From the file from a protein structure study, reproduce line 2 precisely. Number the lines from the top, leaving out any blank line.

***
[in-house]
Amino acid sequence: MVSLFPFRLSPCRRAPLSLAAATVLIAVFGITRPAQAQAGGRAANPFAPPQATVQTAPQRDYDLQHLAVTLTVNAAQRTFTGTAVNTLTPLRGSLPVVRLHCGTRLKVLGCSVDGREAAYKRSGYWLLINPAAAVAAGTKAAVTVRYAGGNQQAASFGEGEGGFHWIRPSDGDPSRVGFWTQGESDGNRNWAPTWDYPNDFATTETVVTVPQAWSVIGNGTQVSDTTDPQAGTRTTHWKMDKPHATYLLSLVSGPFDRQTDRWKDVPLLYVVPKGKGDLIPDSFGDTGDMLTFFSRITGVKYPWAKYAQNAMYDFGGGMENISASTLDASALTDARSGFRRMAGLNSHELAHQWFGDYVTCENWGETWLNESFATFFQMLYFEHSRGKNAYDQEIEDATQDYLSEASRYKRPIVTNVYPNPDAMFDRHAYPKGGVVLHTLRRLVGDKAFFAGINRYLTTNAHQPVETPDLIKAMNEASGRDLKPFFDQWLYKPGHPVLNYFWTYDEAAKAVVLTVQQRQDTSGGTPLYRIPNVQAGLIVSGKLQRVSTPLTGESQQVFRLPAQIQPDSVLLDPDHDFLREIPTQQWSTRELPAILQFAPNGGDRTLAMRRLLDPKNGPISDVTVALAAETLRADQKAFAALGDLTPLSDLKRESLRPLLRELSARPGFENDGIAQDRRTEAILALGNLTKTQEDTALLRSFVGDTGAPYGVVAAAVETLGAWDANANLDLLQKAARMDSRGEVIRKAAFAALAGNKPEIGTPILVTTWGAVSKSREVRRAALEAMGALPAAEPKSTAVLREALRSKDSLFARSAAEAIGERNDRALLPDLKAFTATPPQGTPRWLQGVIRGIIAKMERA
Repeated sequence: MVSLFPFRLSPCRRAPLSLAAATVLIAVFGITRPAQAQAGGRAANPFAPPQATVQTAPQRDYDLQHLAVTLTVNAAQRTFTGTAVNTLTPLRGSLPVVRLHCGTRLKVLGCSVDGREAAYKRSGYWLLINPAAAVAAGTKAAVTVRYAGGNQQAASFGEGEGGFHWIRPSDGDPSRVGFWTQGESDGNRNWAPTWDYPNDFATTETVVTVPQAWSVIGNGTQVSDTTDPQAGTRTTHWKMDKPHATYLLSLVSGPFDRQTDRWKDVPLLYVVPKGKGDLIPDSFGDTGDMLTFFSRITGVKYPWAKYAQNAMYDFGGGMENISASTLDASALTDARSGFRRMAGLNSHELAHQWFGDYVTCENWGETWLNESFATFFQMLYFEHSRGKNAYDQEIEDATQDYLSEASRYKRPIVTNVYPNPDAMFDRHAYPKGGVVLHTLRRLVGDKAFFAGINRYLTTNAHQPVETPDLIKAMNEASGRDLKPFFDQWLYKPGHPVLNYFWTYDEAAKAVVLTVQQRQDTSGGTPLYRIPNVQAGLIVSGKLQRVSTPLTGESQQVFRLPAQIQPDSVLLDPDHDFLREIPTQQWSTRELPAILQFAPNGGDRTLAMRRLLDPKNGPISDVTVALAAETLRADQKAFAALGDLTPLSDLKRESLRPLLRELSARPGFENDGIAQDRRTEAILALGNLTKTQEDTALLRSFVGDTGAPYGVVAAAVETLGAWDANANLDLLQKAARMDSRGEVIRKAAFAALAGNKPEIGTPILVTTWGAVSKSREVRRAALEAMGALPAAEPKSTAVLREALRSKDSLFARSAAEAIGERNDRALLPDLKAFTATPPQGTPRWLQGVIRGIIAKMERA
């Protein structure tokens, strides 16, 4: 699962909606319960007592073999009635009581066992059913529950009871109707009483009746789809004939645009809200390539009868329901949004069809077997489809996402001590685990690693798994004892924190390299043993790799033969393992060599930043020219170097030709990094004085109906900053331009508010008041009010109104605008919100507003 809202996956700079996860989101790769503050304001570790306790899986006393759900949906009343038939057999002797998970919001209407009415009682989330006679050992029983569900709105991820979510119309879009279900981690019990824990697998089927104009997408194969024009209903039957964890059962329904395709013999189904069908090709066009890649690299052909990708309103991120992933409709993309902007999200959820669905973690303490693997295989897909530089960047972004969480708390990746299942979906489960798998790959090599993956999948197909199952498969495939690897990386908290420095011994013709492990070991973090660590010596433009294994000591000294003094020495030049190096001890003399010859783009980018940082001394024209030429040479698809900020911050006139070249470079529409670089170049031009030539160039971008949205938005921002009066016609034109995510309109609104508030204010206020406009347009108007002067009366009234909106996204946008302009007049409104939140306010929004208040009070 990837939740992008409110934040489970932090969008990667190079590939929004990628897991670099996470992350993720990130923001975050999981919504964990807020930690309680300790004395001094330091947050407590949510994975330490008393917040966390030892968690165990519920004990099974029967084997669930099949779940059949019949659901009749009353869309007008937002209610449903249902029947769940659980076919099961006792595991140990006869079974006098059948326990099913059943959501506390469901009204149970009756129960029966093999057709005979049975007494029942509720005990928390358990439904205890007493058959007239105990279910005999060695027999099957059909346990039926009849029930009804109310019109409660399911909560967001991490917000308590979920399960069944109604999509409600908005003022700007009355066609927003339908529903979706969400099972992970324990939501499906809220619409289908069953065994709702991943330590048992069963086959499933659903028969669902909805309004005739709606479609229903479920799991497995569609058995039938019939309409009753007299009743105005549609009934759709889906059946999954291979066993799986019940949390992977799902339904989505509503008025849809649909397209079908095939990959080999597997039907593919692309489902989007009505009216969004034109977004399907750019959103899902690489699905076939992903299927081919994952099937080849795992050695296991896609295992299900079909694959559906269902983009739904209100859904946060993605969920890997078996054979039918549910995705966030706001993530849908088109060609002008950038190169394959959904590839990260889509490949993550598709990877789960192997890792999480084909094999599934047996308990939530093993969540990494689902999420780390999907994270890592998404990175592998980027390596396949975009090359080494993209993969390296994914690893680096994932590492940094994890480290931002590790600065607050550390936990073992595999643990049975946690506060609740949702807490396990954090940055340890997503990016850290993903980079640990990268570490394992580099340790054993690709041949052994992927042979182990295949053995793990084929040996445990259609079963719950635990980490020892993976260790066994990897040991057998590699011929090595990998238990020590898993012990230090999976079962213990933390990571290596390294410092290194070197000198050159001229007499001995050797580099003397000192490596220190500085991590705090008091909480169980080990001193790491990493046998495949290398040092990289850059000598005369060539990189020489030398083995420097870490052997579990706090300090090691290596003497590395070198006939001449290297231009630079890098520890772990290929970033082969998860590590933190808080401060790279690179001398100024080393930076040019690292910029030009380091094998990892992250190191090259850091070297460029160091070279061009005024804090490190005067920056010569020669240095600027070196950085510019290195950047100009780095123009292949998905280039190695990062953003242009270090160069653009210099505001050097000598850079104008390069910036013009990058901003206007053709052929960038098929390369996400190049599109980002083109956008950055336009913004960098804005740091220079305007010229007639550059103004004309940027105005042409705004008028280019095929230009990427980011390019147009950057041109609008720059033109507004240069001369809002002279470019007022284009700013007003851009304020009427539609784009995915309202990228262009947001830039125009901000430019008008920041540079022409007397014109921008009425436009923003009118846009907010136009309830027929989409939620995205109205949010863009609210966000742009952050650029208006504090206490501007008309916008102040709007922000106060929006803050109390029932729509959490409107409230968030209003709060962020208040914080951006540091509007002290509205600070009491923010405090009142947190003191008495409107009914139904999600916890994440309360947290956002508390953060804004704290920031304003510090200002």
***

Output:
Amino acid sequence: MVSLFPFRLSPCRRAPLSLAAATVLIAVFGITRPAQAQAGGRAANPFAPPQATVQTAPQRDYDLQHLAVTLTVNAAQRTFTGTAVNTLTPLRGSLPVVRLHCGTRLKVLGCSVDGREAAYKRSGYWLLINPAAAVAAGTKAAVTVRYAGGNQQAASFGEGEGGFHWIRPSDGDPSRVGFWTQGESDGNRNWAPTWDYPNDFATTETVVTVPQAWSVIGNGTQVSDTTDPQAGTRTTHWKMDKPHATYLLSLVSGPFDRQTDRWKDVPLLYVVPKGKGDLIPDSFGDTGDMLTFFSRITGVKYPWAKYAQNAMYDFGGGMENISASTLDASALTDARSGFRRMAGLNSHELAHQWFGDYVTCENWGETWLNESFATFFQMLYFEHSRGKNAYDQEIEDATQDYLSEASRYKRPIVTNVYPNPDAMFDRHAYPKGGVVLHTLRRLVGDKAFFAGINRYLTTNAHQPVETPDLIKAMNEASGRDLKPFFDQWLYKPGHPVLNYFWTYDEAAKAVVLTVQQRQDTSGGTPLYRIPNVQAGLIVSGKLQRVSTPLTGESQQVFRLPAQIQPDSVLLDPDHDFLREIPTQQWSTRELPAILQFAPNGGDRTLAMRRLLDPKNGPISDVTVALAAETLRADQKAFAALGDLTPLSDLKRESLRPLLRELSARPGFENDGIAQDRRTEAILALGNLTKTQEDTALLRSFVGDTGAPYGVVAAAVETLGAWDANANLDLLQKAARMDSRGEVIRKAAFAALAGNKPEIGTPILVTTWGAVSKSREVRRAALEAMGALPAAEPKSTAVLREALRSKDSLFARSAAEAIGERNDRALLPDLKAFTATPPQGTPRWLQGVIRGIIAKMERA